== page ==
Ultimately, our testimony challenges the inquiry to consider the story that is told to girls and boys when mainstream newspapers depict men for what they do and women for what they look like. What effect is this likely to have on their aspirations and body image and in perpetuating stereotypes? As Professor Rosalind Gill points out when addressing the “increasingly narrow and sexualized roles” with which women are portrayed in the media: “young women are being sent the clear message that sexual attractiveness is more important than anything else about them.”
The concerns that we have raised are not questions of taste, censorship, nudity or sex. They relate to the story that the portrayal of women in the tabloid press tells about how we value women. They call for applying the same guidelines that already exist for broadcast material to print media so as to achieve greater consistency with regards to curbing harmful stereotypes. This would not restrict coverage of sex and sexuality – the Sex Education show airs before 9pm on television – but it would restrict gratuitous portrayal of women as mere sex objects. As Professor Gill adds; “we are seeing a resurgence of sexism in recent years as part of a ‘culture of cruelty’ that is played out disproportionately over women’s bodies”. In light of this, we must consider the impact that the relentless and increasingly narrow depictions of women as sex objects has in contributing to a culture of sexism, a culture of “post-‘political correctness’” where objections to sexist imagery is labelled “humourless whingeing”. The effects this has on how women view themselves and how they are treated is of particular concern in relation to young girls and boys who are shaping their identities and forming their perspectives.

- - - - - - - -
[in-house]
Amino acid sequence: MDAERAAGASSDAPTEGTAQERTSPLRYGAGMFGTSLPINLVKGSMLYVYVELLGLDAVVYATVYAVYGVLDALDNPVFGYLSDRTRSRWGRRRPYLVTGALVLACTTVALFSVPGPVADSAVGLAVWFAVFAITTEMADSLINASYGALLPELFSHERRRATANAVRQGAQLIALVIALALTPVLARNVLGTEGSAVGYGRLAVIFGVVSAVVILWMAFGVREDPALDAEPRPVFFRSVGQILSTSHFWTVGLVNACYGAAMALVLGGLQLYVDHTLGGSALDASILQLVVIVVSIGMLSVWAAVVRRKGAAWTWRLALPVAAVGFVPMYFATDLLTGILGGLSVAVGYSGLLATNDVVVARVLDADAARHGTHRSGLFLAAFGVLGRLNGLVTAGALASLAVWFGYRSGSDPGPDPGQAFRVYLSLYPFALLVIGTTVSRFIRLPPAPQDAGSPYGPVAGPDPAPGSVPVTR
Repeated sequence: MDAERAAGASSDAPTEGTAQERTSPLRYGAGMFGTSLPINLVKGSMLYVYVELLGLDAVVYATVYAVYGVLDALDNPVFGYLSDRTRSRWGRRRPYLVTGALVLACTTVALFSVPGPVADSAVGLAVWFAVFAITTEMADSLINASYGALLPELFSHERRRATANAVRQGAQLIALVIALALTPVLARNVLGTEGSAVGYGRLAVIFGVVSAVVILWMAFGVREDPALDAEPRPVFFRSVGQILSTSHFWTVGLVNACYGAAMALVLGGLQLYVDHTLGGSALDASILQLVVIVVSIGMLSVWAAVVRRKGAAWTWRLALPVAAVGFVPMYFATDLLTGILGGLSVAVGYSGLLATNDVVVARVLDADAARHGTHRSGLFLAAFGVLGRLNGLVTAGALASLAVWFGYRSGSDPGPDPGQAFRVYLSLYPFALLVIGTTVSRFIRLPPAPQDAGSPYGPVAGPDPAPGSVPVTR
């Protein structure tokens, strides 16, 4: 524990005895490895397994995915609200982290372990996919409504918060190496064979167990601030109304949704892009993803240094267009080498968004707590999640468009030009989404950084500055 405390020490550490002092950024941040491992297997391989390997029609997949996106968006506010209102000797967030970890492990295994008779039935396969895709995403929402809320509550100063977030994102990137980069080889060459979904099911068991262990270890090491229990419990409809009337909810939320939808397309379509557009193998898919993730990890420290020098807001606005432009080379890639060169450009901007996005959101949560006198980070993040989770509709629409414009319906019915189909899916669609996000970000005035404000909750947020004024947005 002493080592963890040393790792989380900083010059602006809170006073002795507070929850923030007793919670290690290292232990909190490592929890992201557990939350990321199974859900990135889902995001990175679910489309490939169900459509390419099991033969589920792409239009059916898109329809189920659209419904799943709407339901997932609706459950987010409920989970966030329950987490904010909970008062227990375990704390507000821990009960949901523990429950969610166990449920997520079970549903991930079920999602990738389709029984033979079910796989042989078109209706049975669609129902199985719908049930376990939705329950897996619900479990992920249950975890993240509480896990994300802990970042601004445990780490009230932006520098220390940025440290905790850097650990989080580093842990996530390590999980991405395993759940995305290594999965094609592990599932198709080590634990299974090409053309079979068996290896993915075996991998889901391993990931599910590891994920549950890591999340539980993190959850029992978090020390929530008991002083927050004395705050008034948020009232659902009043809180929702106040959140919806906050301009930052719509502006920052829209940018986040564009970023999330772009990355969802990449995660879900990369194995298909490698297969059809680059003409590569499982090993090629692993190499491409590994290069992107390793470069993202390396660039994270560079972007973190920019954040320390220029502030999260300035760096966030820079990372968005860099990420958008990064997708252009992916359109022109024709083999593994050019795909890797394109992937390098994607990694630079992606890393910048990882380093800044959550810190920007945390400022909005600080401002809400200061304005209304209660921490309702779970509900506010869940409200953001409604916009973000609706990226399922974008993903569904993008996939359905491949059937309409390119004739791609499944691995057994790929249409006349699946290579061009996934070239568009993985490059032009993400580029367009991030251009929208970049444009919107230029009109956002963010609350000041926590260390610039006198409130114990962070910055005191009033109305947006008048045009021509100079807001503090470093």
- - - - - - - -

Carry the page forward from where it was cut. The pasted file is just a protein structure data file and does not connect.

In our conclusion presented to the inquiry, we remind that newspapers communicate, shape and reflect the ideas and values of the society we live in. The portrayal of women in the Page 3 tabloid press is one-dimensional and stereotyped, offering a serious misrepresentation of women to the readers of the mainstream press. The first question is: why are these newspapers printing such degrading misrepresentations? This is a question which should be addressed to the newspaper editors and owners themselves. The question that follows is: why are they allowed to get away with it?